Appropriate Authentic Assessment

Teachers reflected on the changing focus of readiness from interrelated developmental domains (Snow, 2007) to isolated academic skills (Kagan & Kauerz, 2007), yet they resisted the pressure to use a high-stakes standardized approach to assessing readiness utilized by many states (Graue, 2006). They valued their involvement in the creation of an assessment tool that aligned with early learning and kindergarten standards, reflected a wide range of frequently used curriculum-based assessments, and focused on demonstration of skills in everyday contexts.

From the beginning, teachers insisted that the IFK reflect appropriate assessment practices and be meaningful to those using it. Participants stressed the importance of including as few items as possible to minimize the time it would take to rate each of their children but requested expanding some foundation areas to provide a more holistic understanding of children. Teachers also wanted extended time to observe and complete the survey. As a result of these recommendations, the IFK includes foundation areas that integrate developmental domains and academic content, address everyday skills and activities, provide teachers months to gather data, and use a rating system that allows for every child to be assessed. The simplified survey was appropriate for professionals with a range of education and experiences in early childhood and kindergarten settings, lending itself to system building across the state.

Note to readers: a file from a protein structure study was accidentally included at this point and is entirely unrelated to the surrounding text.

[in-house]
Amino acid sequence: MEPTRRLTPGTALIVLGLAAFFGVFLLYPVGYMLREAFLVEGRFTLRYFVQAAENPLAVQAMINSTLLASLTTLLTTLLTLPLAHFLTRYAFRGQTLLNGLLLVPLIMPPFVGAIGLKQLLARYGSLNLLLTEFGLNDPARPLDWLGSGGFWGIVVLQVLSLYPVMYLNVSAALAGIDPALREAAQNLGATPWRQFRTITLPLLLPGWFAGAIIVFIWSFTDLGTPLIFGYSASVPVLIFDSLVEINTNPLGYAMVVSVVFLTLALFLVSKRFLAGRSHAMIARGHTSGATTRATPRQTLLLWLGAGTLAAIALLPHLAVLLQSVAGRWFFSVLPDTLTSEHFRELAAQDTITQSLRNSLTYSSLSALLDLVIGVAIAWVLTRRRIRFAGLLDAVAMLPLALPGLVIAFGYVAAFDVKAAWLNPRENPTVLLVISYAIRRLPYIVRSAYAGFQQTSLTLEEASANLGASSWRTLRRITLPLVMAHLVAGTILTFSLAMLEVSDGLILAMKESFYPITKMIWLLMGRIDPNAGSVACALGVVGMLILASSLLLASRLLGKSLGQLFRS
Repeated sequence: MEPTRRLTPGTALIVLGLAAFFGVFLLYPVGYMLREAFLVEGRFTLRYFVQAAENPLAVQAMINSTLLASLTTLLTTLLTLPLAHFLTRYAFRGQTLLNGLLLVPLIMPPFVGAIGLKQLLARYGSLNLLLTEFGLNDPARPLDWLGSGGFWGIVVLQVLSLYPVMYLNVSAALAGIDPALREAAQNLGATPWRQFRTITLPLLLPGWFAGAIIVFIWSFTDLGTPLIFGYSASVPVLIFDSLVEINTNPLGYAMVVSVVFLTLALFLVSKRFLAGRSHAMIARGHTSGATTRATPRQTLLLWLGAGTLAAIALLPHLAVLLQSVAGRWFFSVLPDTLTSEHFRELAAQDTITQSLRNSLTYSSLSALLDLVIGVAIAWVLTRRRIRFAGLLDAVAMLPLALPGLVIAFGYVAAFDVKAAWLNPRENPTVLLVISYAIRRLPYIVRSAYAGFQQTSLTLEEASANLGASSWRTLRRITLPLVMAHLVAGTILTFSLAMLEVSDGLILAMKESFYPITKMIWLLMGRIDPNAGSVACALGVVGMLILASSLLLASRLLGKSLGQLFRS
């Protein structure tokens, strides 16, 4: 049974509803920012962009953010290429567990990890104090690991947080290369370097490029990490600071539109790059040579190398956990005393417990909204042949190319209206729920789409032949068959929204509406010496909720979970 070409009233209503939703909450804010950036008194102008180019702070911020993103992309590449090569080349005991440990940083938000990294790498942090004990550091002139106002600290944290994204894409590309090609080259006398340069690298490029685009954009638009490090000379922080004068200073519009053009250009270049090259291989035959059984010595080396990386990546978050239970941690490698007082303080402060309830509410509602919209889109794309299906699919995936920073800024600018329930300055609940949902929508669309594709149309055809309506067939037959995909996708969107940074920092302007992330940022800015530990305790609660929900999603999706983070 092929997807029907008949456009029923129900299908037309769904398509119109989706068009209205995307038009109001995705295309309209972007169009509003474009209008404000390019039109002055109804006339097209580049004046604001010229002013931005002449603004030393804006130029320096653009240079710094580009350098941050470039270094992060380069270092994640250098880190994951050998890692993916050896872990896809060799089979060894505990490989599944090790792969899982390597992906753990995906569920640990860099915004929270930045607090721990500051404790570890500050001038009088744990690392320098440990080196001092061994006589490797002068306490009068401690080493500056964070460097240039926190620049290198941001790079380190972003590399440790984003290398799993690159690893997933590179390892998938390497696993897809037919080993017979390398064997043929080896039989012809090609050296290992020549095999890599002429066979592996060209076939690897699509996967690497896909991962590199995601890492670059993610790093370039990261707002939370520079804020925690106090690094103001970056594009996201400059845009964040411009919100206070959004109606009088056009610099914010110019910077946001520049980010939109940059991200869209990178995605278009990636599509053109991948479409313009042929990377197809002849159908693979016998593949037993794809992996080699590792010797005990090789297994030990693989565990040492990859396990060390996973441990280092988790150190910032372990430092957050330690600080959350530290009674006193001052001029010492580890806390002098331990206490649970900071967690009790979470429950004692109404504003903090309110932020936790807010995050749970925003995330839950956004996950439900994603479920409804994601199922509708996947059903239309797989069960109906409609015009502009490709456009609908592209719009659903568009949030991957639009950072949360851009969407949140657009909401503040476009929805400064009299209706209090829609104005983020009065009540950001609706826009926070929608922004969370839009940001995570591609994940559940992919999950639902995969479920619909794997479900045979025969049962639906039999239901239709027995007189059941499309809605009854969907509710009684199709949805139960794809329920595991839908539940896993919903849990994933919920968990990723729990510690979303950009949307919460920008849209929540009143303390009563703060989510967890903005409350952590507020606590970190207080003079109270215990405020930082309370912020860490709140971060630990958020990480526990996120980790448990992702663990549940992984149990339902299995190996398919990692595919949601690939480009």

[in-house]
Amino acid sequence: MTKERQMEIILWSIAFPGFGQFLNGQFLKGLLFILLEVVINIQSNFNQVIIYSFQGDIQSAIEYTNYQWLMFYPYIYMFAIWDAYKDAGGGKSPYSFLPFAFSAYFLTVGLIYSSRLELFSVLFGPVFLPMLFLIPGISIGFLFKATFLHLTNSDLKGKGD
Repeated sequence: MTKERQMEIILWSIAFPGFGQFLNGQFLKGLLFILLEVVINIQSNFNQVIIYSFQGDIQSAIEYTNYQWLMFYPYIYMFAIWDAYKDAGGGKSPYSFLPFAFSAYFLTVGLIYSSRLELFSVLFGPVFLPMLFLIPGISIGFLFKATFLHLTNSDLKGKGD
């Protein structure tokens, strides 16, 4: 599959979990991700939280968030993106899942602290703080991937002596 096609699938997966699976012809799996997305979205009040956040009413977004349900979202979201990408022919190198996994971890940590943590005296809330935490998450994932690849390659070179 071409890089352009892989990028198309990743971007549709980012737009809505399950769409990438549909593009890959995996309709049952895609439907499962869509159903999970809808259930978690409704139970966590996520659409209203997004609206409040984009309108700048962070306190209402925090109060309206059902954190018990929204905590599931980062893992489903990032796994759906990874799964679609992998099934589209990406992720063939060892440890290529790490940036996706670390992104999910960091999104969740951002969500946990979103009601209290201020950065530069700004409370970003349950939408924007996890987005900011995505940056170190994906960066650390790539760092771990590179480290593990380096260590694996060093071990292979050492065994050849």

Appropriate Practice